3D reconstruction of CT images could aid in follow-up strategies for pulmonary nodule screening, a study published November 15 in the Journal of Cardiothoracic Surgery found.
Researchers led by Wenfei Xue from Hebei Province General Hospital in Shijiazhuang, China, found through such reconstruction that the tumor blood vessel diameter of ground-glass opacity (GGO) lesions are tied to the growth of malignant pulmonary nodules.
“The identification of ground-glass nodule (GGN) growth is a complicated task,” Xue and co-authors wrote. “However, the pulmonary nodules growth with GGO can be predicted by considering the clinical responses and morphological features in CT images, such as parents’ age and the diameter of tumor blood vessels.”
While blood perfusion has a significant role in assessing tumor progression, this relationship is unclear in patients with persistent pulmonary nodules with GGO. In CT imaging, GGO refers to the increased density inside the lungs. This presents as a foggy or frosty shadow, but not enough shadow to mask the vascular and bronchial texture, the researchers noted.
Xue and colleagues investigated the relationship between tumor blood vessel and the growth of persistent malignant pulmonary nodules with GGO. To reveal the morphological features from collected CT images, the team performed multiplane reconstruction and 3D volume-rendered using PACS system (Neusoft Medical Systems) and a commercially available 3D reconstruction system (InferRead CT Lung, InferVision).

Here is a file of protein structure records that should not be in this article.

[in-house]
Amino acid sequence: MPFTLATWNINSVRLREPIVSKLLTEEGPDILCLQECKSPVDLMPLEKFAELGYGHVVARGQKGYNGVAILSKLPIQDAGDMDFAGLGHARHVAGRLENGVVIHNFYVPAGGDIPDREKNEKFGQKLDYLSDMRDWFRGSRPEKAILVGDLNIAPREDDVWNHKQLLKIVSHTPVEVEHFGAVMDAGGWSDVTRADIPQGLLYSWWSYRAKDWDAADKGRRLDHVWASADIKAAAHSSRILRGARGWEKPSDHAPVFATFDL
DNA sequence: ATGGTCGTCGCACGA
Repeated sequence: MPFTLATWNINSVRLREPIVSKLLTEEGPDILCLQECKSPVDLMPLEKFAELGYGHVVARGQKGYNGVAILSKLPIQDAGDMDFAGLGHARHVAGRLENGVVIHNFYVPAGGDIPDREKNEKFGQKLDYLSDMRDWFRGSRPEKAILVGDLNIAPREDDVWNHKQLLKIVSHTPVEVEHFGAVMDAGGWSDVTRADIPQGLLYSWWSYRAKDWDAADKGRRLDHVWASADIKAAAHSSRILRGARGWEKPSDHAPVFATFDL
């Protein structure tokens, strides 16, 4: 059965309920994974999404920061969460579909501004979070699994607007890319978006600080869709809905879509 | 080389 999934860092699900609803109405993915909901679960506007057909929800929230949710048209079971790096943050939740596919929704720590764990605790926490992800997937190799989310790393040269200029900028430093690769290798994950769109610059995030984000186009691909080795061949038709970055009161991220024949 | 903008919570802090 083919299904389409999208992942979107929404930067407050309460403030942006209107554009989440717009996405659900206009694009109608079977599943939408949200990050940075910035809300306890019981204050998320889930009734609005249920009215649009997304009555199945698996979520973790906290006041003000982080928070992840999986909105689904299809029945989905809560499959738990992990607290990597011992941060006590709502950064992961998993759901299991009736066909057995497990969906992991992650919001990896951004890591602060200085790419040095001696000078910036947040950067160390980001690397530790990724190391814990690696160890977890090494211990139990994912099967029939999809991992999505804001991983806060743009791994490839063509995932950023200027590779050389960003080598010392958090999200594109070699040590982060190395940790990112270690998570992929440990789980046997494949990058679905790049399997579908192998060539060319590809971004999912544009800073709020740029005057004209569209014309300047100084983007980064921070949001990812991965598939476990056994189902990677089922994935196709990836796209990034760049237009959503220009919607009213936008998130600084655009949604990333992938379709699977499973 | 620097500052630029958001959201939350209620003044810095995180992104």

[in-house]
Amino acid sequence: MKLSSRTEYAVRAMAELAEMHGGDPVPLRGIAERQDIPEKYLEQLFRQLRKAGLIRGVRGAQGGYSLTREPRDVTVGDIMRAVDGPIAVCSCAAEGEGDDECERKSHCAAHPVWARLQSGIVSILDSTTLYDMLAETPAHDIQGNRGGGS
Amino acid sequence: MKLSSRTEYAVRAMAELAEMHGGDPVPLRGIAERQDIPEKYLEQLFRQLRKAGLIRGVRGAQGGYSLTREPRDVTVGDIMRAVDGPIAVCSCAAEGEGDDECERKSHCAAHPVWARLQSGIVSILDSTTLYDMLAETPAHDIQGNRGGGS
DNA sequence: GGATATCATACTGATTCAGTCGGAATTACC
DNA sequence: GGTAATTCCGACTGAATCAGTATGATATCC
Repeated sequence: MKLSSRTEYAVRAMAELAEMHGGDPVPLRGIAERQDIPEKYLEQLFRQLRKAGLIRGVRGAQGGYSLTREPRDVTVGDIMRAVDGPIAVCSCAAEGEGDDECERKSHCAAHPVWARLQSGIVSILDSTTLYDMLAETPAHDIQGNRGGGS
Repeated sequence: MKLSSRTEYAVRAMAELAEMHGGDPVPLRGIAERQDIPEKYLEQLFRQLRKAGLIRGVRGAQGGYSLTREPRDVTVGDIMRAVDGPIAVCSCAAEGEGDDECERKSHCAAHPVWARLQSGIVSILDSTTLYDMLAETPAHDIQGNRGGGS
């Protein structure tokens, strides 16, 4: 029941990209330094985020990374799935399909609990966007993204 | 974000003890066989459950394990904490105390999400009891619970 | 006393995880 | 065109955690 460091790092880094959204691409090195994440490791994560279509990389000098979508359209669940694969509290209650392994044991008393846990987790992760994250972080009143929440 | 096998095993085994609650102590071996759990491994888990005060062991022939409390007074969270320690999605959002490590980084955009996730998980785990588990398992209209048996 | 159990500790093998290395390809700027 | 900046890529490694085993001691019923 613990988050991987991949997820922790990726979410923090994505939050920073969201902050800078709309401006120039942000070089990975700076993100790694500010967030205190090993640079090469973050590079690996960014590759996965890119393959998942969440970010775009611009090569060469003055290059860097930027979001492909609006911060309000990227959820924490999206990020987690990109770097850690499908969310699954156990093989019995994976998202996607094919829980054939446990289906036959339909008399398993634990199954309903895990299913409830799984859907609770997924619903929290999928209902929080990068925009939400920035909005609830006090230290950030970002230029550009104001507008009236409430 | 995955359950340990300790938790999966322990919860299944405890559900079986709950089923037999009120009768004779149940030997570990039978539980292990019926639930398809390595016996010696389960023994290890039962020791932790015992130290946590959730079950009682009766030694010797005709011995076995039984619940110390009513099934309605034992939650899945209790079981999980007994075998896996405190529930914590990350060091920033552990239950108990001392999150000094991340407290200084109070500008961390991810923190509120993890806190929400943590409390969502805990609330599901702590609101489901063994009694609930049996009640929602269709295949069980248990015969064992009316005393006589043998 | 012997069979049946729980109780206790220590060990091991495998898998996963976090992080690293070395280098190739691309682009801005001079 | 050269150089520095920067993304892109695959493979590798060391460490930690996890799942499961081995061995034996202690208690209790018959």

For the study, the team included 116 cases with persistent malignant pulmonary nodules collected between 2017 and 2021. This included 62 patients as stable and 54 patients in the nodule growth group. The team also used multivariate variables logistic regression analysis and Kaplan–Meier analysis for the study.
The researchers found that tumor blood vessel diameter was a significant risk factor in the growth of nodules (p = 0.013). They also found that the cut-off value of tumor blood vessel diameter was 0.9 mm, which included a specificity of 82.3% and a sensitivity of 66.7%.
In subgroup analysis, the team analyzed the ratio between the maximum diameter of consolidation in tumor and the maximum diameter of the whole tumor including GGO, also known as CTR. Through this, the study authors found that tumor blood vessel diameter was significantly tied to the growing processes of nodules (p = 0.027).
The study authors suggested that based on their results, the appearance of the vacuole signs is a direct indicator of tumor growth. This makes continuous monitoring beneficial for timely and effective intervention, they wrote.
“The obtained results are significant for the further clinical decision-making on the management of pulmonary nodules induced by GGN,” they added.
The full study can be found here.